Diversity, Equity and Inclusion in the Early Learning Center
“In our mission statement, we promise to graduate students who are at “ease beyond their borders”; that is, students who have the cultural competencies necessary to engage with and serve in communities other than their own. Whether those borders are defined by race, culture, physical ability, socio-economic background or other measures of identity, Avenues equips our students to connect across differences and embrace access for all—both in and out of the classroom.” – Kym Ward Gaffney, VP Leadership, Learning & Inclusion
Integrating Diversity, Equity and Inclusion (DEI) work throughout our curriculum is core to supporting our commitment to ensuring that our community upholds our values of welcome, safety and respect.
- Welcome means that we behave inclusively, making members of the school community and guests feel comfortable and at home.
- Safety means that every student, teacher, faculty member and visitor should work to keep one another safe, in all ways, and be mindful of the well-being of our community, at all times.
- Respect means that all members of the Avenues community regard one another as partners in a common enterprise, recognizing each person’s dignity, worth and contribution.
Cross-divisional Diversity Equity and Inclusion (DEI) coordinators at our Annual Inclusion Awards
As Avenues, DEI is more than a simple topic that is taught. It’s the lens through which we teach and build community, and we believe it’s of vital importance to educate children to acknowledge, understand and celebrate diversity from the very beginning. The foundation for DEI at Avenues is set in social and emotional learning as we believe it’s only when students feel comfortable, safe and trusting that they are able to learn and grow.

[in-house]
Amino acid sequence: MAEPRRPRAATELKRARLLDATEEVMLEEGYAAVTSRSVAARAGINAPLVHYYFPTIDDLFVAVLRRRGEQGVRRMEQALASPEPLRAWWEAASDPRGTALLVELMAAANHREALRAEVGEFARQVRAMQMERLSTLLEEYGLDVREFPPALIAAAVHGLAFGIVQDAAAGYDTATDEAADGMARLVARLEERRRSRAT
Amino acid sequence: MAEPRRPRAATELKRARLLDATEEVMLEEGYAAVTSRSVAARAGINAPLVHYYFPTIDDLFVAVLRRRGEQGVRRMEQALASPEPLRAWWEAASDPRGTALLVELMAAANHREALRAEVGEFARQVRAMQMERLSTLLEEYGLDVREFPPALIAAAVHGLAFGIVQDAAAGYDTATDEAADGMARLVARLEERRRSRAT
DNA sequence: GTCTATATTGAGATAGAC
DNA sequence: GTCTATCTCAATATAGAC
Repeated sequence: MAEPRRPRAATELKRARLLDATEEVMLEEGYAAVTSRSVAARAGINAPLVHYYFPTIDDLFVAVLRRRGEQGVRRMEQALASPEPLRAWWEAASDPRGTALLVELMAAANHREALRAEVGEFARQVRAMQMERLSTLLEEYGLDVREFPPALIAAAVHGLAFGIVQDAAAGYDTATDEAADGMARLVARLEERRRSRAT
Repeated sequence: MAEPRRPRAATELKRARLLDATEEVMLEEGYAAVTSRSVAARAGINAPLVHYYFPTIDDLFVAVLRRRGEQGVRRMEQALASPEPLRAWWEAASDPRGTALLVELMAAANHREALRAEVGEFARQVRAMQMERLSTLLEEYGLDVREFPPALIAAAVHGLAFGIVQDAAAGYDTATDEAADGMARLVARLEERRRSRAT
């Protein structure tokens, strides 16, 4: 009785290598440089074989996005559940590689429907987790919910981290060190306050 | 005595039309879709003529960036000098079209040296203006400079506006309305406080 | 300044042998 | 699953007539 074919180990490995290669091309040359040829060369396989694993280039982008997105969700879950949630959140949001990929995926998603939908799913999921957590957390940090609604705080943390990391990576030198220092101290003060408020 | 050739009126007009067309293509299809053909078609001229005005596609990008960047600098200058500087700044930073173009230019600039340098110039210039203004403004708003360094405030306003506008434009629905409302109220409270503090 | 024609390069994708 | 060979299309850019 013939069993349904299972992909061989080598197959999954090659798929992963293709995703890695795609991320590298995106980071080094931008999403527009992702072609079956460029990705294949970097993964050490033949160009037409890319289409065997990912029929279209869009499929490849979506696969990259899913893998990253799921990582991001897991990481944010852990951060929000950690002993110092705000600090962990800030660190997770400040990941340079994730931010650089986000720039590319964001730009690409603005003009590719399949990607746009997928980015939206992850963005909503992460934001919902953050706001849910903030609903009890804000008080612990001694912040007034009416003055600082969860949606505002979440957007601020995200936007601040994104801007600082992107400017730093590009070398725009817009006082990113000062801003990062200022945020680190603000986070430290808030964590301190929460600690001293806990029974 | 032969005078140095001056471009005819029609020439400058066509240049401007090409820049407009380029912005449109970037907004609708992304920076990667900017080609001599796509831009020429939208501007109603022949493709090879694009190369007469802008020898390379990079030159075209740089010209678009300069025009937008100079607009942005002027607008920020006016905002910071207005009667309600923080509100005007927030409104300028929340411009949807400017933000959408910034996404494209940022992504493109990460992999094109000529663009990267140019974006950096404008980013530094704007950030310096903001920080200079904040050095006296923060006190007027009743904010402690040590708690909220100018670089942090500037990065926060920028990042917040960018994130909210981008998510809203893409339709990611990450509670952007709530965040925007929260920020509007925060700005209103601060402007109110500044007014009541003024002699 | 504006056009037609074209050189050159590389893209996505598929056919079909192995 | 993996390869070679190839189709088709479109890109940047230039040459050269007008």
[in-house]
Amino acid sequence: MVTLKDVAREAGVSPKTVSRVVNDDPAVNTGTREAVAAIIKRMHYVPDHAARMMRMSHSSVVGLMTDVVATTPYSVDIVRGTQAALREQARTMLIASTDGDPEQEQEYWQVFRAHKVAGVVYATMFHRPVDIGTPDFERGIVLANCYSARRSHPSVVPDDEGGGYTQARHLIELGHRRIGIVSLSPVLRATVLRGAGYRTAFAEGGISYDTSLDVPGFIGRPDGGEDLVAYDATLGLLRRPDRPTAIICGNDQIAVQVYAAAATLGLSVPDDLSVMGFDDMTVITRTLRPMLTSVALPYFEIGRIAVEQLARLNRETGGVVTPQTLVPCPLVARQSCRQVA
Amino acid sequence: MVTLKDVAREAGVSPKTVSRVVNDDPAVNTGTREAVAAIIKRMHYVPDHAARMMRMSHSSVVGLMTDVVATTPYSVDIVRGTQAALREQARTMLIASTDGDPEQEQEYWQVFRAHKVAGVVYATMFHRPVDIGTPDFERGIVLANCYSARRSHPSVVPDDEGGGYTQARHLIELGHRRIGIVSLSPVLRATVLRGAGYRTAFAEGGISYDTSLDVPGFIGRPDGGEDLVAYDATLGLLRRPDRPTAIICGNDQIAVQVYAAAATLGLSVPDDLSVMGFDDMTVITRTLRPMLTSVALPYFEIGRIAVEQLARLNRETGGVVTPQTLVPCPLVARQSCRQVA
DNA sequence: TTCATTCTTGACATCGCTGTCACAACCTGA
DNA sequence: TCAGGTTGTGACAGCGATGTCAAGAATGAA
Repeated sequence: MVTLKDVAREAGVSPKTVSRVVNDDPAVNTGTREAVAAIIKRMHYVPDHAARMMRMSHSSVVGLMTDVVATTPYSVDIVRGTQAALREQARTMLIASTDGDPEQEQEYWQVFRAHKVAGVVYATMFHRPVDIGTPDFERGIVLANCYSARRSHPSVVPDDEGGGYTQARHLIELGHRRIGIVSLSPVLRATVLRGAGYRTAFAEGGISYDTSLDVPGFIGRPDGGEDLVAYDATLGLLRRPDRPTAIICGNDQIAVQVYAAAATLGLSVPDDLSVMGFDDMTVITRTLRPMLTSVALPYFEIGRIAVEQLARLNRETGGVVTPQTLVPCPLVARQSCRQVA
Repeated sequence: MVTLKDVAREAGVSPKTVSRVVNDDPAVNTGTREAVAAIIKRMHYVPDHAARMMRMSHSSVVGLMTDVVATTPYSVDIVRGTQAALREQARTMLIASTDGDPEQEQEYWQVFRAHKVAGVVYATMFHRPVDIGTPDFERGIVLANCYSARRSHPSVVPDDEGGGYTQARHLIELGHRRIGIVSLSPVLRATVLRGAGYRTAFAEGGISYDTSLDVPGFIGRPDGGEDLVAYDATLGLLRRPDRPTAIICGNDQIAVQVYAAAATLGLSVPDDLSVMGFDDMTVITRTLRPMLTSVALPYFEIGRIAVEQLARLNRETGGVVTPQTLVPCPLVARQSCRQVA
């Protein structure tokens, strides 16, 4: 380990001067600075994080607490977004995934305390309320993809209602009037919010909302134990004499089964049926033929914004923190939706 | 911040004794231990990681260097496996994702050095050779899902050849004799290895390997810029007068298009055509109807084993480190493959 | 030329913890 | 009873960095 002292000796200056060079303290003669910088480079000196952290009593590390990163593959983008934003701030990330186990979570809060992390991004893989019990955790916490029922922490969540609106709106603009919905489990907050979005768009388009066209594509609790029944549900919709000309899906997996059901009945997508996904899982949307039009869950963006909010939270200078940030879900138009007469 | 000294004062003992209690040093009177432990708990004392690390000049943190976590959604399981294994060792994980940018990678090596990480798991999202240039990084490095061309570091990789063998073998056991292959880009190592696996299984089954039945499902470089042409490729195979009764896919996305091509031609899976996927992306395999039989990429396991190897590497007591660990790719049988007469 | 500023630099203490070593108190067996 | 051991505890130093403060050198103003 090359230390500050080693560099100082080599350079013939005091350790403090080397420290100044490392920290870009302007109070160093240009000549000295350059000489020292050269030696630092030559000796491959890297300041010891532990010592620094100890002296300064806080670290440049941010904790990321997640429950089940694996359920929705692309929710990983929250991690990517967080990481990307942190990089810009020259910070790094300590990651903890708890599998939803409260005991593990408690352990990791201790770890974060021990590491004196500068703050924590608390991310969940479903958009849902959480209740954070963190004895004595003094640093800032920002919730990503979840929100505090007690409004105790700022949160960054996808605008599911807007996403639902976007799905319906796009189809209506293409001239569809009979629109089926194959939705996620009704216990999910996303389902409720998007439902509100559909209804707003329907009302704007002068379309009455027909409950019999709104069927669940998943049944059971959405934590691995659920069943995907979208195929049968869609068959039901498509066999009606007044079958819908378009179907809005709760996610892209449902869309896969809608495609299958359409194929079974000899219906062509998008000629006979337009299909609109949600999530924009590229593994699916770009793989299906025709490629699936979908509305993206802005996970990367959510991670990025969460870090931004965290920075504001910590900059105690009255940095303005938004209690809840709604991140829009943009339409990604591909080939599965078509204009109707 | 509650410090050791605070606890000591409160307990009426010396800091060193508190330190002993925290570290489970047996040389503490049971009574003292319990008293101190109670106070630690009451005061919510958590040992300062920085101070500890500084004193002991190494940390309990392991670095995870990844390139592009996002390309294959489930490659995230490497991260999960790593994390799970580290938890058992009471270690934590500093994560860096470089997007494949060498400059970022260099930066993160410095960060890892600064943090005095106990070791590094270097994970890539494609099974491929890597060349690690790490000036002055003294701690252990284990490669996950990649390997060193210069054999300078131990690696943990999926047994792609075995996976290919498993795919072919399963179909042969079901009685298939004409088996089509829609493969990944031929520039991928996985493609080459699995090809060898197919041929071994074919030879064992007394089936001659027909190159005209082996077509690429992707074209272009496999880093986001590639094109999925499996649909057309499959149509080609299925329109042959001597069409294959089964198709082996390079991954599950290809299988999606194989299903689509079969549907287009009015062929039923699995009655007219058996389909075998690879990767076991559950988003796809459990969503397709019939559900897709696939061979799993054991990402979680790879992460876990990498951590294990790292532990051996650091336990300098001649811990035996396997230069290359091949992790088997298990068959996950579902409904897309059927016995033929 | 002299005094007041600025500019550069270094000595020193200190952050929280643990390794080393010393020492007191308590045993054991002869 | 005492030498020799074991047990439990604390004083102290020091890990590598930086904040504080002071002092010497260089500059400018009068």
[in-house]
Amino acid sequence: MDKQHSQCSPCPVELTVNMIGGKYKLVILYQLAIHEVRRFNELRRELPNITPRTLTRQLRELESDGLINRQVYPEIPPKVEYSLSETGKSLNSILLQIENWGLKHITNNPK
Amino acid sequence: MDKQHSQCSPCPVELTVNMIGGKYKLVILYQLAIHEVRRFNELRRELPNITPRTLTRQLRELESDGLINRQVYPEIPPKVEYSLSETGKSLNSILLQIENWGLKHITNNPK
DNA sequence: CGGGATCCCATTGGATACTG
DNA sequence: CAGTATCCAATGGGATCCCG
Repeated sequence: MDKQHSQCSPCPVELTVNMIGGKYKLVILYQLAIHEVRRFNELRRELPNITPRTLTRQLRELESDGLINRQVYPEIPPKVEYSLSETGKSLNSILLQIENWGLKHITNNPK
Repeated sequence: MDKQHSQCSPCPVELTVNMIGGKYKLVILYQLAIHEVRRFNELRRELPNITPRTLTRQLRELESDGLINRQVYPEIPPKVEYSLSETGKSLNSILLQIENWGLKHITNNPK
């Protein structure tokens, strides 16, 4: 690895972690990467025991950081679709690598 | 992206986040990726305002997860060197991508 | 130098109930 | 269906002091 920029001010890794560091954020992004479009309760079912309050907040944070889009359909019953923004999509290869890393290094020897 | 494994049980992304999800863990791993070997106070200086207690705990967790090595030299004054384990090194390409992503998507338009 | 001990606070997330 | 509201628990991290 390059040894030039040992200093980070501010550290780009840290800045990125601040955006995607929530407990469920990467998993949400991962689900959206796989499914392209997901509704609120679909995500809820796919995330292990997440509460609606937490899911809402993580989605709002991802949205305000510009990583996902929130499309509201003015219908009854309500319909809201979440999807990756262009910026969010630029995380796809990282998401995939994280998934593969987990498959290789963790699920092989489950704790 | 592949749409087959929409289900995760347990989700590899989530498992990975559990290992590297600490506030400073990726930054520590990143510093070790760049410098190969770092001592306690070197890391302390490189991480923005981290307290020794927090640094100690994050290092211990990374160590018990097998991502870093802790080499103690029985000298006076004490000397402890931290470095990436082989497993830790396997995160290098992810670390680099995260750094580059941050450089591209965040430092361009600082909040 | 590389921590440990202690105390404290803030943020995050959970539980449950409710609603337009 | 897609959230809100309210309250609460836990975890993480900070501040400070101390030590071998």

DEI and social justice is taught in a developmentally appropriate manner in the Early Learning Center (ELC) as children learn about identity, kindness and fairness and equity.
- Identity: Students start by learning about themselves and their classmates, with a focus on what makes them the same, different and unique. They explore topics such as skin tone, language, family structures, family celebrations, gender and more – learning how to proudly speak about their own identities while celebrating the identities of others.
- Kindness: Students not only learn how to recognize and be grateful for the kindness of others, but they learn how to be kind to themselves. We examine the ways in which people can be kind and deserving of kindness no matter their identity.
- Fairness & Equity: Pre-kindergarten and kindergarten classes learn the importance of differences, not everyone is the same. So the focus is on how to make sure that people get what’s important to address their specific needs as it varies across different people.
For example, all classes learn about the life and legacy of Dr. Martin Luther King Jr. in January. In addition to his fight for equity, we focus on how he taught others to solve problems by using their words rather than their hands, which is a constant theme in any early childhood classroom. We then move into studying other change makers who helped others, bravely tried new things and stood up for kindness and fairness.
We believe it’s important for young children to discover the many identities of changemakers, so they can be able to see themselves and others in that light. We create opportunities and projects for children to practice helping others and our community.